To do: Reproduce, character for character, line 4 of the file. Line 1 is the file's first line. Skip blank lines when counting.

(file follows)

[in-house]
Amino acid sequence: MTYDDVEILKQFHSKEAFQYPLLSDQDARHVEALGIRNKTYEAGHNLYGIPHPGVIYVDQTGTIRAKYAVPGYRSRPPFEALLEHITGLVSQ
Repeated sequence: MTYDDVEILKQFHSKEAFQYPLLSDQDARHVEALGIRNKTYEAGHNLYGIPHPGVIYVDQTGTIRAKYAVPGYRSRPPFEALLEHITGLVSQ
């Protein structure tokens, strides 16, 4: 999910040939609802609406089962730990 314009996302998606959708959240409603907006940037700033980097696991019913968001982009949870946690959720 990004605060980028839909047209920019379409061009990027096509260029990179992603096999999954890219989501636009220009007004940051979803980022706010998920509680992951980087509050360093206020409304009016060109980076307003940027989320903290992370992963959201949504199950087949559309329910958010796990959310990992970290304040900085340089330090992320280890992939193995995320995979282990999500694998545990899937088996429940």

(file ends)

């Protein structure tokens, strides 16, 4: 999910040939609802609406089962730990 314009996302998606959708959240409603907006940037700033980097696991019913968001982009949870946690959720 990004605060980028839909047209920019379409061009990027096509260029990179992603096999999954890219989501636009220009007004940051979803980022706010998920509680992951980087509050360093206020409304009016060109980076307003940027989320903290992370992963959201949504199950087949559309329910958010796990959310990992970290304040900085340089330090992320280890992939193995995320995979282990999500694998545990899937088996429940």